At some point in the process, your lender will schedule an appraisal of your property to ensure the property value meets the lender’s specific criteria. It is important you understand that, typically, the lender wants to make certain the property is worth the amount of money they are loaning to you, not the sale price
(NOTE: your REALTOR should have already protected you in this respect when writing your offer… if they failed to do so, you have the wrong REALTOR. What does this mean? Call me).
The lender will ask you to pay for the appraisal in advance. (NOTE: the cost of the appraisal, home and septic inspections, water tests, radon air testing, etc, are paid directly by the Buyer as the process unfolds… these costs will be credited toward your closing costs as a “pre-paid” item when the settlement statement is prepared).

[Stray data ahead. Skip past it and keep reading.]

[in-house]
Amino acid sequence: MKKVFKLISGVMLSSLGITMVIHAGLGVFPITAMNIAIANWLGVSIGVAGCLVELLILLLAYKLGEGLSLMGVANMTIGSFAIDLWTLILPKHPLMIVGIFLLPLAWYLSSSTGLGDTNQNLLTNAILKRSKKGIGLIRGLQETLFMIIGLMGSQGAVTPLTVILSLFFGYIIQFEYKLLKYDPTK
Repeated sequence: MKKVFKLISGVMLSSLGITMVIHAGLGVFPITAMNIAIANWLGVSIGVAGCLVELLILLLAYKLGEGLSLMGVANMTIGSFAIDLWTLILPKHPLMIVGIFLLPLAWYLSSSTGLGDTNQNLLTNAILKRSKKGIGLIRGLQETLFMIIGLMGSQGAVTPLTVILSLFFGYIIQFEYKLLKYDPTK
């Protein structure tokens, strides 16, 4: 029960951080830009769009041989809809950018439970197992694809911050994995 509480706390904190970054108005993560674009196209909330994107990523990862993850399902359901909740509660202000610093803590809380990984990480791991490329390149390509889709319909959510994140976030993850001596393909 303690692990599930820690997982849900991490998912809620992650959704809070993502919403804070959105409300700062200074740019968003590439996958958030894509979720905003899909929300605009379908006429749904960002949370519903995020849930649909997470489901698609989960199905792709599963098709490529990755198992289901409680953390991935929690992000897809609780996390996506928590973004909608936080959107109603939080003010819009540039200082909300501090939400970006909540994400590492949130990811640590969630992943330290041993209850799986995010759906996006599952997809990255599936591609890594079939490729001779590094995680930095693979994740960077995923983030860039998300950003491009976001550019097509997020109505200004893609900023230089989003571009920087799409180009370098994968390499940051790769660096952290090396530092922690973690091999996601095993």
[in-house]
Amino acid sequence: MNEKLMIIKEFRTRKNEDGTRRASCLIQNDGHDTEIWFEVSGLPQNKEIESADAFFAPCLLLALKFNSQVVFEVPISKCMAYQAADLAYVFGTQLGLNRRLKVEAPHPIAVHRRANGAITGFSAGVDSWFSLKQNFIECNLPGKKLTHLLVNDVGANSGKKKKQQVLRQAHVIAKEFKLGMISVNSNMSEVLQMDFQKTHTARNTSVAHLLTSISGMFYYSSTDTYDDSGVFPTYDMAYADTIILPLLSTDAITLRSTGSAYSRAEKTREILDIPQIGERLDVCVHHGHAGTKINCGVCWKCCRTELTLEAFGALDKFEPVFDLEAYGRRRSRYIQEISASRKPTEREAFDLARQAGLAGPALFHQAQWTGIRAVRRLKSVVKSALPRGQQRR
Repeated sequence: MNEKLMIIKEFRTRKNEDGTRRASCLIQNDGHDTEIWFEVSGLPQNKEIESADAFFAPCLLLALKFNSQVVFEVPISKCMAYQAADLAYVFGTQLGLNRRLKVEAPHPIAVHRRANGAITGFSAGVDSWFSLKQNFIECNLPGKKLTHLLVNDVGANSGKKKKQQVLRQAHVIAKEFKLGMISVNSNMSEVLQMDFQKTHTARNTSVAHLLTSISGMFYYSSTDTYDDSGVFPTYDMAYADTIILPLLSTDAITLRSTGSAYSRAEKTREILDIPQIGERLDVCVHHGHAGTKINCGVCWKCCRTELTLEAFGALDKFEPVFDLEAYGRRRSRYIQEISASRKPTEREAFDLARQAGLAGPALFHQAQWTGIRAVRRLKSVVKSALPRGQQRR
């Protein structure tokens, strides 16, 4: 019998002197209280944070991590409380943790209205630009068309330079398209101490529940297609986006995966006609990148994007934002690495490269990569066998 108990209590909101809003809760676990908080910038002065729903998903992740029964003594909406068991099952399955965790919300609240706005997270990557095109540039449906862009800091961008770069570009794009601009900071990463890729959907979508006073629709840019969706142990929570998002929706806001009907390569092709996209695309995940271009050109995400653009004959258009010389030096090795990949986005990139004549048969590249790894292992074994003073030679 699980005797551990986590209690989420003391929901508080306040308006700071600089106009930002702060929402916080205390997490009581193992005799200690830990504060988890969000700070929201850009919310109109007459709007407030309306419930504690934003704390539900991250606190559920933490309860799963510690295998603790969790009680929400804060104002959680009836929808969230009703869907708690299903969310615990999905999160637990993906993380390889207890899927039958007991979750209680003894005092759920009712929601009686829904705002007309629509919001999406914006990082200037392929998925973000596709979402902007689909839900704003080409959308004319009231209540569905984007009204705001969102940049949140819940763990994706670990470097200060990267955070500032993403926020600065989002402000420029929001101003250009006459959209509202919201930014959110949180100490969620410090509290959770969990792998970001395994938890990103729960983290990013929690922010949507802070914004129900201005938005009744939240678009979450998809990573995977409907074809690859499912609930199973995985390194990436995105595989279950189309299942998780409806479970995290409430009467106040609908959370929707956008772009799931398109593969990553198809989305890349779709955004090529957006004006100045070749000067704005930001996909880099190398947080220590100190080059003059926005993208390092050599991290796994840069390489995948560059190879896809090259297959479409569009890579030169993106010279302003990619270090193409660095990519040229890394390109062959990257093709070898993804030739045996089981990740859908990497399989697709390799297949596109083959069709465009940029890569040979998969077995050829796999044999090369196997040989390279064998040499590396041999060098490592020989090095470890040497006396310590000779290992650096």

It is not necessary for you to attend the appraisal.
Who will appraise the property? The truth is, we don’t know. After the real estate crisis several years ago, the government determined that appraisers should be more insulated and independent than they had been previously – so appraisers are now contracted through a third party.
A request will be submitted to the third party by the lender, and any of the certified appraisers who are approved by the clearinghouse may accept the “order”. They will schedule an inspection of the property, which is always attended by at least one of the REALTORS who are involved with the transaction. The appraiser will then submit an appraisal report to the lender, through the third party.